A column in The Times by Bret Stephens got POTUS’s attention recently. There is conjecture that it may have contributed to the “cure-worse-than-the-disease” propaganda that trumpets against efficient pandemic control.
My mom puts the groceries away and we sit down to talk on her patio, keeping our chairs far apart. She didn’t think much of my last column, in which I argued that we need to balance the public-health risks of pandemic against the risks of a global depression.
“I don’t remember your degree being in medicine or epidemiology,” she observes.
Stephens is a thoughtful, informed, and sensitive voice for conservatism. I sense that he is offsetting here what may have been his inadvertent contribution to fostering indifference to the virus’s potential toll on the more vulnerable segments of the population.
So I sit on my mom’s patio and listen. Not out of filial deference or compassion, but because deep down I know there’s usually more wisdom in my mother’s instincts and perceptions than there are in my clever (or not-so-clever) concatenations of facts, concepts and hypotheticals. And while I can’t hug her, I can at least try to honor her by paying close attention — as we should all of our elderly loved ones, now so vulnerable, never more precious [my bolding].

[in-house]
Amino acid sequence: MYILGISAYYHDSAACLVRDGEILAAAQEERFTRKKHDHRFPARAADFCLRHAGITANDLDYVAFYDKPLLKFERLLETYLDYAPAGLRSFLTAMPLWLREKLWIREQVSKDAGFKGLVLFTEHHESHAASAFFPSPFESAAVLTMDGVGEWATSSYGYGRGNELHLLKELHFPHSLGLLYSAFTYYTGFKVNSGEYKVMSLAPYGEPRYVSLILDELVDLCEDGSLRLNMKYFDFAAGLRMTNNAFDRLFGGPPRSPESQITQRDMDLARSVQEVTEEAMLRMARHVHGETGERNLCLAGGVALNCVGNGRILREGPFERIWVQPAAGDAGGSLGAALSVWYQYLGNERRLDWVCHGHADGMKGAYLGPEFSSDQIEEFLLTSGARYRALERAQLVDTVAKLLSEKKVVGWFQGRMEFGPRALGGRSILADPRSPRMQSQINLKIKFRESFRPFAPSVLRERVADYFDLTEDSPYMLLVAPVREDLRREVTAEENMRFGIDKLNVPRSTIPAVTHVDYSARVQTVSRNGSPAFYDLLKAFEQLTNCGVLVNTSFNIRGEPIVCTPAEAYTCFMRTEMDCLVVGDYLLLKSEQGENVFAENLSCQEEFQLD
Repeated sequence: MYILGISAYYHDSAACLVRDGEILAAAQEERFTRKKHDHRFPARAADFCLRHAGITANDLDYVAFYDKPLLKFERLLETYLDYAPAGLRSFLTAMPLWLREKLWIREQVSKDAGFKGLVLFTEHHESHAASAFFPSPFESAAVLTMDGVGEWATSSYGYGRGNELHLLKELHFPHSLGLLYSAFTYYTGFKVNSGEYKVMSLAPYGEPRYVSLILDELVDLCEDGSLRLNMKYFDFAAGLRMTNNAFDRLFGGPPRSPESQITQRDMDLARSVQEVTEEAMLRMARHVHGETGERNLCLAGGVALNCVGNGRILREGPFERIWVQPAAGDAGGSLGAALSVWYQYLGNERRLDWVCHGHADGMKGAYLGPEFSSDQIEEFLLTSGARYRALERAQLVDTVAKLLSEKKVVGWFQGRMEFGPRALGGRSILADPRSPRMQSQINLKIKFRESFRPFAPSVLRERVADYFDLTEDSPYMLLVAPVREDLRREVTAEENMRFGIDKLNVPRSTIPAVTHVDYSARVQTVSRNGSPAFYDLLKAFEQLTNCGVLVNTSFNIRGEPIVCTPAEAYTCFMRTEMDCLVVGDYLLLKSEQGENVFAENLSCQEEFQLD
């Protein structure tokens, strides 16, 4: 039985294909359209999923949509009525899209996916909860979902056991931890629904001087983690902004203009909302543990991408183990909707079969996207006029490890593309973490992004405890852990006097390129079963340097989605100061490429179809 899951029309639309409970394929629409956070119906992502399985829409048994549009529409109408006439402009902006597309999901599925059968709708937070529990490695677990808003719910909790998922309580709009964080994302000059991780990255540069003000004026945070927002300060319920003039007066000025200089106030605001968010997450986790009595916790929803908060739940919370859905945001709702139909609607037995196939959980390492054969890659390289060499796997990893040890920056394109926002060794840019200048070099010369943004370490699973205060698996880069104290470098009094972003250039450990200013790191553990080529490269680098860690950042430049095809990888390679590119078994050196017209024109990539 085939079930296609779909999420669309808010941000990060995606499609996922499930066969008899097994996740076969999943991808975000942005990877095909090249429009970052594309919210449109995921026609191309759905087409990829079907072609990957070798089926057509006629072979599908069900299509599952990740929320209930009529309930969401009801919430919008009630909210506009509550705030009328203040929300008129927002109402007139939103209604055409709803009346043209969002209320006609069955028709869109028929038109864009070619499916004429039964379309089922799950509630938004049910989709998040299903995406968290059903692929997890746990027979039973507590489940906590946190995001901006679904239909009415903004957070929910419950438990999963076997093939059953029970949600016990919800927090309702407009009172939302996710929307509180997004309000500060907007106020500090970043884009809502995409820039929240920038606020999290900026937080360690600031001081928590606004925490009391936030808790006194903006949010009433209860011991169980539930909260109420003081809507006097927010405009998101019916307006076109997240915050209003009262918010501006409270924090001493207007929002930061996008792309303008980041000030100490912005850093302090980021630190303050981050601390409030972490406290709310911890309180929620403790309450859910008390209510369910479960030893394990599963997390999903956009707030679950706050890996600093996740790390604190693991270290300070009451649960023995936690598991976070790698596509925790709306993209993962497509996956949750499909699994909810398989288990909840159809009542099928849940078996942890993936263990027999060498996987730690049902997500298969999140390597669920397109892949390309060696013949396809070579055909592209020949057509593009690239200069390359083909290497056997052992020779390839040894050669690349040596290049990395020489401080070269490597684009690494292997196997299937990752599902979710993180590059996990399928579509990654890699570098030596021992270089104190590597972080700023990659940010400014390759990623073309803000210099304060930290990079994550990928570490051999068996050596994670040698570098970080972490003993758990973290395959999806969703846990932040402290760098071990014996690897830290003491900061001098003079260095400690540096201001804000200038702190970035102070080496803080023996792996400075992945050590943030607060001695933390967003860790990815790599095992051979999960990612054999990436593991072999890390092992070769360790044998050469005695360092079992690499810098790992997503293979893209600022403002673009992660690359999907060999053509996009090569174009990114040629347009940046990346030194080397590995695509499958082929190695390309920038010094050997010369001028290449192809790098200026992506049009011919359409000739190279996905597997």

Stephens’s mother is a Jewish refugee born in Milan who fled Nazi control of northern Italy.
(Bret Stephens, “In This Emergency, Mom Knows Best,” NYTimes, 3-27-20)
(c) 2020 JMN